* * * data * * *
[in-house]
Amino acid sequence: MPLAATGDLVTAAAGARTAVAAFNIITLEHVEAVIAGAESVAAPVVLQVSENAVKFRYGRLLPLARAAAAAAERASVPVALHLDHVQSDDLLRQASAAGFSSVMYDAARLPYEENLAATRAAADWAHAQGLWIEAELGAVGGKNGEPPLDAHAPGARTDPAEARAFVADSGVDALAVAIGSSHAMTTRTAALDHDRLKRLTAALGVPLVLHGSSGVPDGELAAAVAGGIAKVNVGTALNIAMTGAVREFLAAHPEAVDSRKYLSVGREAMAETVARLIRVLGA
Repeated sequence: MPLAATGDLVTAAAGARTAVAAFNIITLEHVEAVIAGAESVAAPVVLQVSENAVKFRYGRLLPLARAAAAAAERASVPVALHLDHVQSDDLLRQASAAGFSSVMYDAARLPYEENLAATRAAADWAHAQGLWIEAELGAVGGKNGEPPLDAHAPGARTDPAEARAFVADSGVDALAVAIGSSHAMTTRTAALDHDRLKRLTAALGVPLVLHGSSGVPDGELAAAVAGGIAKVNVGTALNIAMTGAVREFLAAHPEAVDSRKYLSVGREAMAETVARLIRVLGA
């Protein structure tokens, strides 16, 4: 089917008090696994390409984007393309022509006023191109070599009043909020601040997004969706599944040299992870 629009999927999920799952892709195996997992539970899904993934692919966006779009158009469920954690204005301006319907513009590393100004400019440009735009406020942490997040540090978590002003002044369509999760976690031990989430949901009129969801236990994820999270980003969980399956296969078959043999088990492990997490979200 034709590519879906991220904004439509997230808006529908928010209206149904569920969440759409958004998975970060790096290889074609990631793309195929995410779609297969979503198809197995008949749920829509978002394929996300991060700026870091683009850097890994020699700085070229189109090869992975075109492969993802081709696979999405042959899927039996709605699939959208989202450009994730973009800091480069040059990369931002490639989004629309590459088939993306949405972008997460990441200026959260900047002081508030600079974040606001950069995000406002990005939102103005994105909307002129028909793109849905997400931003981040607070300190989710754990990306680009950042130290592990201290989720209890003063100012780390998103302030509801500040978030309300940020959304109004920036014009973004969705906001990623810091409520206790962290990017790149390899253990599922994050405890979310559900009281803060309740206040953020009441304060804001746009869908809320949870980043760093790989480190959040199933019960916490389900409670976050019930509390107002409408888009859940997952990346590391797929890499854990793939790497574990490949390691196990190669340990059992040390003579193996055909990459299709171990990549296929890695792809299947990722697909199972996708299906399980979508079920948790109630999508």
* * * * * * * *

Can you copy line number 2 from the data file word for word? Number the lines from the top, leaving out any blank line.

Amino acid sequence: MPLAATGDLVTAAAGARTAVAAFNIITLEHVEAVIAGAESVAAPVVLQVSENAVKFRYGRLLPLARAAAAAAERASVPVALHLDHVQSDDLLRQASAAGFSSVMYDAARLPYEENLAATRAAADWAHAQGLWIEAELGAVGGKNGEPPLDAHAPGARTDPAEARAFVADSGVDALAVAIGSSHAMTTRTAALDHDRLKRLTAALGVPLVLHGSSGVPDGELAAAVAGGIAKVNVGTALNIAMTGAVREFLAAHPEAVDSRKYLSVGREAMAETVARLIRVLGA